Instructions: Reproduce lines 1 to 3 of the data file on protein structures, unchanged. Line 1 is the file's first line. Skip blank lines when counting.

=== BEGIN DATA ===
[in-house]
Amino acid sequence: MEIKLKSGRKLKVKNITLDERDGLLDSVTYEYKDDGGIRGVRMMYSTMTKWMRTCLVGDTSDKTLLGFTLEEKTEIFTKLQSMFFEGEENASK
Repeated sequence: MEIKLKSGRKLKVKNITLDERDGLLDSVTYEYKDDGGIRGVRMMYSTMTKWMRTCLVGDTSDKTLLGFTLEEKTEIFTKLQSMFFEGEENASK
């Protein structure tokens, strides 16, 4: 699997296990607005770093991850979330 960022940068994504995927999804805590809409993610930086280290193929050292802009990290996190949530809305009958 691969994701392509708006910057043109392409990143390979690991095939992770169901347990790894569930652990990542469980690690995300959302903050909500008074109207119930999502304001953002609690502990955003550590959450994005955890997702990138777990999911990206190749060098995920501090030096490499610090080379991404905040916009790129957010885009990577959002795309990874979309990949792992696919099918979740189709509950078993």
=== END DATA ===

[in-house]
Amino acid sequence: MEIKLKSGRKLKVKNITLDERDGLLDSVTYEYKDDGGIRGVRMMYSTMTKWMRTCLVGDTSDKTLLGFTLEEKTEIFTKLQSMFFEGEENASK
Repeated sequence: MEIKLKSGRKLKVKNITLDERDGLLDSVTYEYKDDGGIRGVRMMYSTMTKWMRTCLVGDTSDKTLLGFTLEEKTEIFTKLQSMFFEGEENASK